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Mary Jo from Madrid writes, "This is truly an amazing soup. I also know many older people who had it every night for dinner, and my father-in-law loved it, even though he always made the same joke: 'Â ¿Con un huevo dentro? Â ¡Que incomodo!' (Huevo is also the Spanish for testicle). Anyway, my comments on the soup are that I make it almost exactly as Anna does, although I add ground cumin along with the paprika. If you are feeling rich, some cubed ham at this stage is also a fabulous addition. And I have tried a version with clams in, also very nice. A thing to remember is that this soup was invented out of poverty. Accordingly, the bread usually used is left-overs from the previous day or even earlier. Spanish stick bread goes hard from one day to the next, round loaves last a bit longer and have a nicer open texture. Either can be cubed to make this soup. Excellent recovery food after a cold or a night out!"

Spanish Garlic Soup

This hot Spanish soup seems especially filling for 4 people when you know the story behind it, told by American philosopher George Santayana about his father and his heritage.
"The Spanish dignity in humility was most marked in my father. He lived when necessary and almost by preference like the poor, without the least comfort, variety, or entertainment. He was bred in poverty, not the standard poverty, so to speak, of the hereditary working classes, but in the cramped genteel poverty of those who find themselves poorer than they were, or than they have to seem. He was one of twelve children, imposing the strictest economy in the household of a minor official, with insecure tenure of office, such as his father was. For supper they had each a bowl of garlic soup--something that my father loved in his old age, and that I also liked, especially if I might break a raw egg into it, as those twelve children were certainly never allowed to do." --George Santayana, Persons & Places: The Background of My Life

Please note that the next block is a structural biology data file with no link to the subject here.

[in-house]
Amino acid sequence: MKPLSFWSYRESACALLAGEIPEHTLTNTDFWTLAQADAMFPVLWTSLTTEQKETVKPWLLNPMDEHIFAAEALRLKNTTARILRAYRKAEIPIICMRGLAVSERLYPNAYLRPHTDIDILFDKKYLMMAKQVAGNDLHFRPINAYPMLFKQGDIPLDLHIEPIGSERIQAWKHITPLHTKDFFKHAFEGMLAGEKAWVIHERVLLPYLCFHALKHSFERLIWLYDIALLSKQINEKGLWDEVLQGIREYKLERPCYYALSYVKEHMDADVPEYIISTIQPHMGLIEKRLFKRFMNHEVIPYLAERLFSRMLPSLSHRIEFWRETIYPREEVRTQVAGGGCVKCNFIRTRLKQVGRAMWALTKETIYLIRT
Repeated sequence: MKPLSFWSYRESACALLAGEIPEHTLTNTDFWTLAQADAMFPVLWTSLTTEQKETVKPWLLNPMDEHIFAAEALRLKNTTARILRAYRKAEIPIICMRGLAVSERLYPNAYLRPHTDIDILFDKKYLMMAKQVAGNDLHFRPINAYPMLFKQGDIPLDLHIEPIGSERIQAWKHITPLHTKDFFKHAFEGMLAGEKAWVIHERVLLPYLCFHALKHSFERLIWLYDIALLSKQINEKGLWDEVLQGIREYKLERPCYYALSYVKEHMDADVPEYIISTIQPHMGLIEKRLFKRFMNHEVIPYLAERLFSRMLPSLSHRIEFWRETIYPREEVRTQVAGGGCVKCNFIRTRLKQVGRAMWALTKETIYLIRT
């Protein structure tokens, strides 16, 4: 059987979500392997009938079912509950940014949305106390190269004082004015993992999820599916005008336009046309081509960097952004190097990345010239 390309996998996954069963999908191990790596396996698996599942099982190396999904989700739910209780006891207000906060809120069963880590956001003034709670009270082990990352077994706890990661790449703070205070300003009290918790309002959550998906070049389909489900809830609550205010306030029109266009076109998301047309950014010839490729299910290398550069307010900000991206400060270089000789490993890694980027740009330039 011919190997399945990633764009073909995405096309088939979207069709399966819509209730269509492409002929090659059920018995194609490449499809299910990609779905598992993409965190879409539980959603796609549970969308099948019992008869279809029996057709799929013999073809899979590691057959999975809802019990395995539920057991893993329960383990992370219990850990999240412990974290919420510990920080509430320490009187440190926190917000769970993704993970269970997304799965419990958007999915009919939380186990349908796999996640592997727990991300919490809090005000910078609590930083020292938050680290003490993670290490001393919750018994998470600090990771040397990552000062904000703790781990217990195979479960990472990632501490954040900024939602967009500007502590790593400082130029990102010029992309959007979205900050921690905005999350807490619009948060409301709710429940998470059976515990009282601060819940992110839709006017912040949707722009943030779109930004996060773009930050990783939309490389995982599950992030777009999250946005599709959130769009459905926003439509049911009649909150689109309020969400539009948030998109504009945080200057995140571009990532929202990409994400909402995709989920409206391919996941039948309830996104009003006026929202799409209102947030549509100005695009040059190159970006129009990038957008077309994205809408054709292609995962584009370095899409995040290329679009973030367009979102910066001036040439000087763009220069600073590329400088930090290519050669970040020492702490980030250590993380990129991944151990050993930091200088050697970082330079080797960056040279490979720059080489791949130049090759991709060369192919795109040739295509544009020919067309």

A second recipe follows, contributed by Anna Trombley in Olympia, Washington. By contrast to the lean fare of Santayana's family, hers is a thing of beauty, with toasted chunks of garlicky bread lightened in a paprika-red broth and set off by a poached egg that adds richness and textural contrast. Anna--who plays and dances with a Samba percussion group and who generally approaches life with artistic zest--says, it ain't pretty, but it hits the spot and warms the heart, especially on cold, dark, windy Pacific Northwest nights." See also the sidebar commentary of Mary Jo in Madrid. And then serve hot to 4 people as a main course.

Santayana's soup:

  • 2 heads garlic, separated into cloves and peeled
  • 2 Tablespoons olive oil
  • 6 cups hot water
  • salt to taste
  • thin little slices of french bread
  • Optional: 4 eggs and 4 slices of cheese "cut so thin that the children would hold it up to the light, to admire its transparency, and wink at one another through the frequent round holes"
Fry the garlic cloves in olive oil in a medium saucepan until crisp. Remove the larger pieces of garlic. Add hot water, thin slices of bread, and a little salt. Ladle into 4 bowls. If you are feeling rich, break a raw egg into each bowl. Serve, as you can, with more bread and cheese.

Anna's soup:

  • 8 cups chicken stock
  • 3 cups good bread (a hearty 7-grain is good, also French or sourdough), roughly diced and food processed into uneven pieces no bigger than ½-inch square
  • ½ cup olive oil
  • 1 whole head garlic, peeled and minced
  • salt to taste
  • 1 teaspoon paprika
  • 4 eggs
Heat the stock in a large saucepan and keep ready. In a frying pan, heat the olive oil, then toss in the bread crumbs and stil until browned. Stir in the paprika and garlic, and saute a little longer, until the garlic aroma is released. Scrape into the simmering stock, washing out the pan with stock to get every bit of flavor. Simmer for 20 minutes.

When ready to serve, salt to taste, bring to a medium simmer, and break the eggs into the soup at the point you can see bubbles break the surface. Let poach until done, then ladle into soup bowls and serve extra bread on the side. I used flattish black pottery bowls and thought it one of the most appetizing soups I'd ever seen. Anna says, "good reheated, with more eggs thrown in."